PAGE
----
ESG in Equities: Engaging for Progress in Corporate Governance
When it comes to ESG, engagement can not only bring about meaningful change, but also pave the way for value creation—as evidenced by the recent improvements in governance among Japanese corporates.
When it comes to driving progress in environmental, social and governance (ESG) practices, engagement can be a powerful tool. In particular, by directly engaging with companies to improve their practices—such as requesting greater transparency in carbon disclosures or encouraging board diversity—asset managers can help create positive, long-term change and pave the way for value creation over time.
We have recently seen this through our engagement efforts with companies in Japan.
An Opportunity in Japan, With Wider Implications
Japanese corporates have a significant presence in the global market. They constitute over 20% of the MSCI EAFE index, and around 30% of the MSCI World Small Cap index.1 Japan is also home to household names like Toyota and Nintendo, as well as the world’s largest producer of wafers—an important component in manufacturing semiconductors, which are essentially the foundation of the entire electronics industry.
Despite Japan’s significant presence in the market—as well as continued efforts to advance the country’s Corporate Governance Code—many Japanese companies remain behind their global peers across a number of governance factors. For instance, there is significant scope to bring greater independence to company boards (Figure 1), and to improve female representation in management positions.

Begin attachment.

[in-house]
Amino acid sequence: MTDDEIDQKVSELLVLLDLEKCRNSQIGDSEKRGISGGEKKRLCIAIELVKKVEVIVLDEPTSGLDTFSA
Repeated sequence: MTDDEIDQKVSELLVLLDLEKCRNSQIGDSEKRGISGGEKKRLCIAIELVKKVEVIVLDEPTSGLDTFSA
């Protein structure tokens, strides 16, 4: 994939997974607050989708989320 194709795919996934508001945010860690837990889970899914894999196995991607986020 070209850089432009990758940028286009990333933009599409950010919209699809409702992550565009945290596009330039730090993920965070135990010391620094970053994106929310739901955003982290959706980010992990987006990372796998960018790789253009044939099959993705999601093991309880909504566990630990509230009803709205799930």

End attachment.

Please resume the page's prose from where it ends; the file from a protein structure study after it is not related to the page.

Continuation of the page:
Figure 1: Scope for Improvement
Source: CLSA. As of March 2021.
More broadly, limited corporate governance can be harmful to a company’s growth and lead to negative issues such as lack of accountability, or even fraud—which can ultimately impact a company’s share price. Good or improving governance, on the other hand, can lead to better accountability, transparency, fairness and responsibility at a company, which can translate into stronger performance over the long term. With this in mind, and given the positive trajectory of ESG efforts in Japan, we believe there is a compelling opportunity to engage with these companies to drive positive change, and ultimately create value for investors.
Progress Over Perfection
While engagement is a key principal across all of our equities strategies, we have taken our approach to Japanese companies a step further given the broad-based potential for improvement. The intention behind our approach is to provide the companies we invest in with a reasonable and realistic starting point for improving their governance efforts. To do this, we have created six so-called “red lines,” which set minimum requirements for companies across a range of governance measures. Where companies fall below these red lines, we notify management that we will vote against them at the next Annual General Meeting (AGM) unless the thresholds are achieved by then. We also notify companies of what it would take for us to vote in favor of the board or chairman. Given that voting records are made public, this can be an effective way to drive change.
As part of our engagement efforts, we often maintain an open dialogue with company management and discuss the changes we hope to see. The red lines outlined above are only a starting point to targeted and meaningful engagements with companies, rather than a substitute to our active ownership approach. As companies in Japan make progress with regard to their governance structures, we will review and strengthen the minimum thresholds to ensure further improvements are delivered—which we believe will benefit investors. For example, in 2021 we raised the threshold on the whistle blower policy by adding the requirement that this should include an external channel, by which employees could report concerns directly to independent parties. We also added a new requirement that a company should have a formal equal opportunities policy.